What Hawaii travelers need to know about hurricane season

Christine Hitt

Earlier this month, Hurricane Calvin crossed into central Pacific waters headed toward Hawaii. It eventually weakened to a tropical storm and ended up passing south of the Islands, but it was the first storm in central Pacific waters for the 2023 hurricane season. 

As all the Islands readied for Calvin’s potential arrival, it became a reminder that everyone should already be prepared — and visitors should know what to do if a storm approaches during their trip.

Hawaii’s hurricane season runs from June 1 to Nov. 30. This year, the National Oceanic and Atmospheric Administration (NOAA) predicts more cyclone activity in the central Pacific than usual, due to it being an El Nino summer. NOAA predicts that there will be four to seven cyclones this year. 

Even though there are more storms expected this year, don’t cancel your plans. The Hawaiian Islands are small in comparison to the Pacific Ocean, so these hurricanes don’t often actually hit Hawaii.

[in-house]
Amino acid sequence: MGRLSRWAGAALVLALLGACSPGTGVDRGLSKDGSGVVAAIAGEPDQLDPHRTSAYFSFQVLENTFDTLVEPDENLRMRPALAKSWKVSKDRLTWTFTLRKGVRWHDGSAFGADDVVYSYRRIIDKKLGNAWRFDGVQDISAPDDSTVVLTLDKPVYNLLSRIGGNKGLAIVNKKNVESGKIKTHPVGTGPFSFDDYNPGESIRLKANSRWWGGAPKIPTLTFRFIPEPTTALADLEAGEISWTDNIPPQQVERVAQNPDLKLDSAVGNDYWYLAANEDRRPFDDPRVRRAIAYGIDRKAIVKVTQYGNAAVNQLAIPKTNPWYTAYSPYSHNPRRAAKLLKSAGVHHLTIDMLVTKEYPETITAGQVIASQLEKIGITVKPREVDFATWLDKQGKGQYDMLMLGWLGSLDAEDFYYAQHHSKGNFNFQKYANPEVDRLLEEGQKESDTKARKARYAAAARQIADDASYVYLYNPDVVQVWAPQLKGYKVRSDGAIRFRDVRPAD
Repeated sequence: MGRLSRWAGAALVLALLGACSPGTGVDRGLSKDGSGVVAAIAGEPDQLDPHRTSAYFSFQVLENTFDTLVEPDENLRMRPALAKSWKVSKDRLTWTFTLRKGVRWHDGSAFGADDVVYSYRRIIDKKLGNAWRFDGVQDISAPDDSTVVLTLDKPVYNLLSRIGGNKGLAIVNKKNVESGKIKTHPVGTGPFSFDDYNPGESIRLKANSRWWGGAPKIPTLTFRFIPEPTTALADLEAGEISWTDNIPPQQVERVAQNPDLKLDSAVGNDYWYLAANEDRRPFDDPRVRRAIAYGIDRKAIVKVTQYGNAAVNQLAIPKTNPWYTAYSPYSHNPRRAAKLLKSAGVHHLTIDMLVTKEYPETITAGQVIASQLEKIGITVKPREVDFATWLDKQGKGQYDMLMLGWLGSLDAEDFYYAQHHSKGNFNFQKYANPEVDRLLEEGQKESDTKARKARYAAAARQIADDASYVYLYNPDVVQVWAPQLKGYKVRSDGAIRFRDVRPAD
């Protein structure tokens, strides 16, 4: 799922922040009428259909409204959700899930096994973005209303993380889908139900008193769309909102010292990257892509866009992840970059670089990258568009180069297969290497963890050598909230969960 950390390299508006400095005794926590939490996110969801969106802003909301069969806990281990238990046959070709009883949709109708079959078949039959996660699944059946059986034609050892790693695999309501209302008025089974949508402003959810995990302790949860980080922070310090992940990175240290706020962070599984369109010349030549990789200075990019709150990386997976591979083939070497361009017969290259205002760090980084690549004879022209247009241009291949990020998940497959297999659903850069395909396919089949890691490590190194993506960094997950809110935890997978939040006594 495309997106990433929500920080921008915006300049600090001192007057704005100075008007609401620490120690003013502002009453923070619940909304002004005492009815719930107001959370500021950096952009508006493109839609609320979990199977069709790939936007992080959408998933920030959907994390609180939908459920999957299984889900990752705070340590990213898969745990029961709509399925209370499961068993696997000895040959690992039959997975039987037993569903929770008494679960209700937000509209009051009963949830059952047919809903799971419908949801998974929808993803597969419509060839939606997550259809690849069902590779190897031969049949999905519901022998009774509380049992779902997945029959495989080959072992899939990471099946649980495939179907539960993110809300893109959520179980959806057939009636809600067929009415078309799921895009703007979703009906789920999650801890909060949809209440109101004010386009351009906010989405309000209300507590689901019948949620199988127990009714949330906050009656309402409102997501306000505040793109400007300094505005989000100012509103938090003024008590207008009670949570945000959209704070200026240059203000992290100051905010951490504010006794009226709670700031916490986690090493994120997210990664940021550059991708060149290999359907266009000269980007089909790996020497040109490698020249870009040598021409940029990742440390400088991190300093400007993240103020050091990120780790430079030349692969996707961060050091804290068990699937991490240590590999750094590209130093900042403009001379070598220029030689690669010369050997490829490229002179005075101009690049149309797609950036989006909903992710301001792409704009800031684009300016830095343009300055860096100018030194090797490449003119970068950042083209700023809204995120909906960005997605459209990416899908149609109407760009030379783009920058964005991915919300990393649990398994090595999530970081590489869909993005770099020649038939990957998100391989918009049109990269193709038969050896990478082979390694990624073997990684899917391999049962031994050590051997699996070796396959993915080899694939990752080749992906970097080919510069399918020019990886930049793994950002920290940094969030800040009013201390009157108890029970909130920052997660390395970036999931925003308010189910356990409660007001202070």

However, if you happen to be in Hawaii when a hurricane is heading your way, there are some things you should do to prepare. The first is to stay informed by keeping up with the local news and radio broadcasts and listening to your hotel staff. They will have the most immediate information about where to go and what to do, whether that’s staying at the hotel or going to an evacuation shelter.

When Hurricane Lane approached in 2018, the Hawaii Tourism Authority recommended that visitors shelter in place, if possible, and to have a 14-day supply of food and water. Although hotels may have supplies of their own, it wouldn’t hurt to stock up as well. Call your airline and check on the status of flights to get updates on possible delays.

Whether the hurricane makes landfall or not, Hawaii will feel some effects, depending on the severity of the storm. It’s important to stay out of the ocean as the storm can generate strong currents. I’d also strongly urge you to stay off hiking trails. Rain can trigger unexpected flash floods. This isn’t the time to keep checking off items in your itinerary.

Instead, put a pause on your plans and follow what’s happening until the storm passes.

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